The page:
Reply to Comment
        • Lewis from Afula

          Well, the civilian population in these areas is determined to destroy their neighbors (us). That is why the IDF must occupy the mountains where their villages & towns are based. Its not very complicated really.

          Reply to Comment
          • Ben

            Lewis? “Neighbors”? Really now? That word alone reveals massive presumption. And an array of false assumptions. To begin with, this is the strangest set of “neighbors” you fancy. They do not enjoy even remotely the same set of rights or the same set of laws. The Palestinians are denied every right the settlers enjoy; and they are subject to a completely different and rigged military “legal” system. This is not what happens between “neighbors,” Lewis. Members of a population transferred by a power into territories it occupies, in violation of the Fourth Geneva Convention, are not “neighbors.” By the way, who is “us,” Lewis? You’re a settler? Lurking in your use of “us” is the fraudulent assumption that Israelis living inside the West Bank are Israelis like any other, subject to Israeli law while living outside Israel—all the while their “neighbors” among them have for 48 years been denied all of the same rights. The true civilian population of the West Bank is only trying and for the most part failing to resist the relentless colonizing of their land – by settlers, transferred by an occupying power, backed by a massive army. That occupying army must brutally suppress the local population day and night only because of an occupation it carries out daily and daily refuses to end. You do see the circularity. Could I trouble you to take these things into account and re-explain how it’s not very complicated, really?

            Reply to Comment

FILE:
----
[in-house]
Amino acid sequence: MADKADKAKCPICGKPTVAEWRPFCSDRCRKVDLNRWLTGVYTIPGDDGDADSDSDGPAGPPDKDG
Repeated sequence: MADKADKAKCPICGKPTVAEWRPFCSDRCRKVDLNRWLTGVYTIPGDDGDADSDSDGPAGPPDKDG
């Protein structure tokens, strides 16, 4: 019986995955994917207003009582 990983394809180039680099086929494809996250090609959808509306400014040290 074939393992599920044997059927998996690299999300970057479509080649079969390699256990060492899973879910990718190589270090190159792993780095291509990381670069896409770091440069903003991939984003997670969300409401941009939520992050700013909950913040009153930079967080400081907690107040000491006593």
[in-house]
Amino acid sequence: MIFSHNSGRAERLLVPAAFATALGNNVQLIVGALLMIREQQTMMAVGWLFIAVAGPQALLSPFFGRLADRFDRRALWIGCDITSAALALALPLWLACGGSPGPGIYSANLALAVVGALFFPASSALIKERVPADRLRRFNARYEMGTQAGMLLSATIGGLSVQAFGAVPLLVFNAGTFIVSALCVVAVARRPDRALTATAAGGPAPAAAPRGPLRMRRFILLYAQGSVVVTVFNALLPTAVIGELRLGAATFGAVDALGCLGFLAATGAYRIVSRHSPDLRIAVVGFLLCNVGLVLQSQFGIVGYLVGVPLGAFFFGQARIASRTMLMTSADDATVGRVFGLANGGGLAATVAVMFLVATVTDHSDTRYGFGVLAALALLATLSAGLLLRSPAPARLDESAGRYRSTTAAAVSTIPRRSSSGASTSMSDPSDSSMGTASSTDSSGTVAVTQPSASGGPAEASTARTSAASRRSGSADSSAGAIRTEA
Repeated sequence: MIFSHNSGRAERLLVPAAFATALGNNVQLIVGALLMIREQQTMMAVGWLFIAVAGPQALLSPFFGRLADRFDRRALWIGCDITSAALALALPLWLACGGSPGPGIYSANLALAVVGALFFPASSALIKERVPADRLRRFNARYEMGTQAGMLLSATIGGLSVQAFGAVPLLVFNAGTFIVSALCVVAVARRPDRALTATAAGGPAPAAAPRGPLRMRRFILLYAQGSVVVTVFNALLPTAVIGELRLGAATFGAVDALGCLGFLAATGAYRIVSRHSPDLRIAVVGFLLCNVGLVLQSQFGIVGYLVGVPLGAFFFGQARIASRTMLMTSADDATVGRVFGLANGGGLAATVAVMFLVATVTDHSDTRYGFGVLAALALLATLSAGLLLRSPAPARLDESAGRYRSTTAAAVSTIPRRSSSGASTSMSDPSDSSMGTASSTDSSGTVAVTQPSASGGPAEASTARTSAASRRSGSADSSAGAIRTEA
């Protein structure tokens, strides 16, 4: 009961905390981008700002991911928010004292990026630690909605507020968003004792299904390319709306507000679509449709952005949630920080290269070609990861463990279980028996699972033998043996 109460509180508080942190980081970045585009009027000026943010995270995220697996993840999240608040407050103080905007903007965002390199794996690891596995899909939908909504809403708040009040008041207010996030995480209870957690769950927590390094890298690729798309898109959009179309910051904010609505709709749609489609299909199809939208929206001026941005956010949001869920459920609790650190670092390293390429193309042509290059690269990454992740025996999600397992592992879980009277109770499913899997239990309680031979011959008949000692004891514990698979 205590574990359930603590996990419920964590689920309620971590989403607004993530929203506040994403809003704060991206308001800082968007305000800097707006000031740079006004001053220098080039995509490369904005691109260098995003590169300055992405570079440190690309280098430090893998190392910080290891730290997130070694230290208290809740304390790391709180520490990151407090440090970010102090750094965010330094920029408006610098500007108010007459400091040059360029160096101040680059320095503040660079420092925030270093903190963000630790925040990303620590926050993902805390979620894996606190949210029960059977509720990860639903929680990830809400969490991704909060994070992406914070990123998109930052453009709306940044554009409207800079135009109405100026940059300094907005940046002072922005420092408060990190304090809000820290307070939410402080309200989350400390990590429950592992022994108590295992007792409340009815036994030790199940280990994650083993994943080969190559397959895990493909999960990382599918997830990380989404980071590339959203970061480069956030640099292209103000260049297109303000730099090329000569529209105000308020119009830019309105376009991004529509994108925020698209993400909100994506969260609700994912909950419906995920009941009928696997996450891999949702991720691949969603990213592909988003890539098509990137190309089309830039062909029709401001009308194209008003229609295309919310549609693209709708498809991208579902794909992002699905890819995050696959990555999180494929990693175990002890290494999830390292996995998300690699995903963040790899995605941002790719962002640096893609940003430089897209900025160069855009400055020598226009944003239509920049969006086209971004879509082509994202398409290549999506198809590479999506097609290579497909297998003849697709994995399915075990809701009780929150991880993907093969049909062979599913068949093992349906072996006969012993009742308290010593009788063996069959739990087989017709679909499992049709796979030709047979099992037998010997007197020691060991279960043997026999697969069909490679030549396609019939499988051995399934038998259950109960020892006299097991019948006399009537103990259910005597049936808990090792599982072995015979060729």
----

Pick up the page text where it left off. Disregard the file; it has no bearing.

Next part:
• Gustav

            BEN:”it is not what happens between neighbors”

            It is what happens when the neighbors don’t even recognize your right to exist and claim that everything you own is theirs.

            See Bennyleh? When the choice is between their well being or us being dead. Their well being takes secondary importance coz we are not suicidal.

            Reply to Comment
          • Ben

            But of course that’s not the choice. You’re peddling false choices as you always have. We have learned how fruitless it is to try to tell you you are wrong. But it’s ok, there are much more interesting conversations to be had.

            Reply to Comment
          • Gustav

            The choices that I? As in I am peddling, Benny-leh? Nah, I am not peddling any choices. I am just reacting to the choices that your Palestinian Arabs have made and are STILL making.

            Reply to Comment
          • Gustav

            “…colonizing their land…”


            The lands that the settlements have been built on were never Arab lands.

            There never was a sovereign Arab nation called Palestine. Palestine used to be the British Mandate which had both Jewish and Arab citizens. Prior to that it was part of the Ottoman empire.

            In 1947, at the end of the British mandate, the UN recommended that the lands be partitioned into two states, one Jewish state, one Arab state. The Jews accepted, the Arabs rejected the UN recommendation because they wanted ALL the land to be under Arab control (supremacism at it’s best).

            The Palestinian Arabs rioted and murdered any Jewish Palestinian they could lay their hands on. In the war which ensued, the Arabs and their allies were unable to prevent the birth of the Jewish state but Jordan ended up occupying the West Bank for 19 years, till 1967.

            In 1967, Jordan attacked Israel but they were defeated and Israel ended up controlling the WB. Over the ensuing years, since the Arabs were unwilling even to talk to us, Israel started populating parts of the WB close to it’s borders. Those were not lands that Arabs lived on or owned. This was in line with UN SC resolution 242 which foreshadowed some border adjustments to make Israeli borders more secure. Nor were they transgressing formal borders since there were no formal borders. There was only the 1949 armistice agreement of 1949 which is where the fighting temporarily stopped in 1949. Today, those armistice lines are erroneously called the 1967 borders by people who want to force Israel to accept those lines as vulnerable borders. We won’t be accepting that under any circumstances!

            One can only colonize lands which are owned by someone else. But the above history demonstrates that the lands on which the “settlements” were built belonged to both Jews and Arabs. Each side seized lands in the civil war that ensued in 1947 and each side is entitled to build on those lands.

            Reply to Comment